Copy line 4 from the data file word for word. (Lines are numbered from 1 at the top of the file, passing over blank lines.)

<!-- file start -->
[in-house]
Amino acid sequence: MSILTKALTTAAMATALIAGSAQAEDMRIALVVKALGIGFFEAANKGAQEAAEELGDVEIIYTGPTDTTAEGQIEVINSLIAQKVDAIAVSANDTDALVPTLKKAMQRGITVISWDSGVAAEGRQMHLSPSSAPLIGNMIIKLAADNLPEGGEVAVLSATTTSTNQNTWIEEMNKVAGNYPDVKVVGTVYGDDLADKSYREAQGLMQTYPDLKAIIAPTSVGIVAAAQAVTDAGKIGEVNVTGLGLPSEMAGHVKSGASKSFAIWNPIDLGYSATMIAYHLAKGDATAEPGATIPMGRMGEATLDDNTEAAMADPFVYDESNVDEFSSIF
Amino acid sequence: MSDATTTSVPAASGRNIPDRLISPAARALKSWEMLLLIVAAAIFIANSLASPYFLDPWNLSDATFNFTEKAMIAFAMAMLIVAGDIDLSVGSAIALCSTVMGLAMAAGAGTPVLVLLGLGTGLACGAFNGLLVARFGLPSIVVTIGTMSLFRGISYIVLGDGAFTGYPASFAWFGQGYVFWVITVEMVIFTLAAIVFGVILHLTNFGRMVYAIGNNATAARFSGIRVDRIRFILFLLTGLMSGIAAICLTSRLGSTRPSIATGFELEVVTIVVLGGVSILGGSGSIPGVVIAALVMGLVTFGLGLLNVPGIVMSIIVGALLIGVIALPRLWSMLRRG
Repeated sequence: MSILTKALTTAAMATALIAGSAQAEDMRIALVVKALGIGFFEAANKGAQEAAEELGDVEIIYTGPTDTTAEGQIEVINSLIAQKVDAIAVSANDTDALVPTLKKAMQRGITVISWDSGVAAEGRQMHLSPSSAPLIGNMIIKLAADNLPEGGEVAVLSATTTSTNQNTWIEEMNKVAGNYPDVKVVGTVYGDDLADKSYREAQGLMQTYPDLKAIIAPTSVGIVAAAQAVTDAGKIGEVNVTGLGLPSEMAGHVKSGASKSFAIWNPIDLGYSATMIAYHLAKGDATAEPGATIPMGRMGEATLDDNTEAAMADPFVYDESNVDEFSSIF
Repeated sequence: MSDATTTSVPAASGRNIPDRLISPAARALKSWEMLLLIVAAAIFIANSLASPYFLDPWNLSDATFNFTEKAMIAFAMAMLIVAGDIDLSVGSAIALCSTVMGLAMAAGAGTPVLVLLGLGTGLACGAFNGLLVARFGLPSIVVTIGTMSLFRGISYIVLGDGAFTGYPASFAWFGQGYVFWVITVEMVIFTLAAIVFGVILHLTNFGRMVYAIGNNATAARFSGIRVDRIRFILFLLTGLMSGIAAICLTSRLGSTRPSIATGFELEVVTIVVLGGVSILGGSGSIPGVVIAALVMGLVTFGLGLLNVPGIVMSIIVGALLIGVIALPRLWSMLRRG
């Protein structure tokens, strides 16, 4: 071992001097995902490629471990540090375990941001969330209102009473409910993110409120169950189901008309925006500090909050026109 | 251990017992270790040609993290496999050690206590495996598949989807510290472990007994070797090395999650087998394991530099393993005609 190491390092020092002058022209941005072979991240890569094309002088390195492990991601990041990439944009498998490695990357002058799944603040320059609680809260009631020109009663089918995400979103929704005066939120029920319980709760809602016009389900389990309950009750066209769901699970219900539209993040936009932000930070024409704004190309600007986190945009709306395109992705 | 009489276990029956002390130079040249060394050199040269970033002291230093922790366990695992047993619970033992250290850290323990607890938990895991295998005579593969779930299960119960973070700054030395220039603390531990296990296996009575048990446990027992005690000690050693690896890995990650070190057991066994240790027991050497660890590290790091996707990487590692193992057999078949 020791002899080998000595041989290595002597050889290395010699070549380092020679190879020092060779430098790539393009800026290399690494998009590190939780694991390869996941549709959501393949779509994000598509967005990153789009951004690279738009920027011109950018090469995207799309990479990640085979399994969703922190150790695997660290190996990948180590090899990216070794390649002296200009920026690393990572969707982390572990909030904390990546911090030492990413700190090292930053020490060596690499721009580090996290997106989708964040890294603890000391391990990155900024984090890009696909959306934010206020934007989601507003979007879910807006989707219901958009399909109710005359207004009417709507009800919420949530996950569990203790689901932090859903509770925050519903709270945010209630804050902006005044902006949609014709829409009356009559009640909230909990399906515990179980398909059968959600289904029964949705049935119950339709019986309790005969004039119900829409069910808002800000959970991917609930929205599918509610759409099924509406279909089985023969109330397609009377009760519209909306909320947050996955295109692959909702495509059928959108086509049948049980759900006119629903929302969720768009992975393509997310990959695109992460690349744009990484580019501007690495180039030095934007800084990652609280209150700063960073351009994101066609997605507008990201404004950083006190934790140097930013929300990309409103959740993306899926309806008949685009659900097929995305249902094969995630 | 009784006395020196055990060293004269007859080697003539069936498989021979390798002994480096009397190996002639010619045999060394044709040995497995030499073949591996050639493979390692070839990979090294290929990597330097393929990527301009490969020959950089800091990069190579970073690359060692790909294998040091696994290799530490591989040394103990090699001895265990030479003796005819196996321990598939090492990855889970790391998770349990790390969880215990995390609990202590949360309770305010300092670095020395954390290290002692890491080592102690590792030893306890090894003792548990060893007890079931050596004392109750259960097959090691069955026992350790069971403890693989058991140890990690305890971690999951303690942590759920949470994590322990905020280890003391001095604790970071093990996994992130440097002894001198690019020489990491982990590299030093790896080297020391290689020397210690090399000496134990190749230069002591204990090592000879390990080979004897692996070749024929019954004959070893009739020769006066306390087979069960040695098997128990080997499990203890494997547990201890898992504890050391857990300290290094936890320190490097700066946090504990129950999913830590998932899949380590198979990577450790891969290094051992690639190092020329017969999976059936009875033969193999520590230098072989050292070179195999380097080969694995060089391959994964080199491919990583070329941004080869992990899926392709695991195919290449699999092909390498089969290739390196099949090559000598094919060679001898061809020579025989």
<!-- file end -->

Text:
Repeated sequence: MSILTKALTTAAMATALIAGSAQAEDMRIALVVKALGIGFFEAANKGAQEAAEELGDVEIIYTGPTDTTAEGQIEVINSLIAQKVDAIAVSANDTDALVPTLKKAMQRGITVISWDSGVAAEGRQMHLSPSSAPLIGNMIIKLAADNLPEGGEVAVLSATTTSTNQNTWIEEMNKVAGNYPDVKVVGTVYGDDLADKSYREAQGLMQTYPDLKAIIAPTSVGIVAAAQAVTDAGKIGEVNVTGLGLPSEMAGHVKSGASKSFAIWNPIDLGYSATMIAYHLAKGDATAEPGATIPMGRMGEATLDDNTEAAMADPFVYDESNVDEFSSIF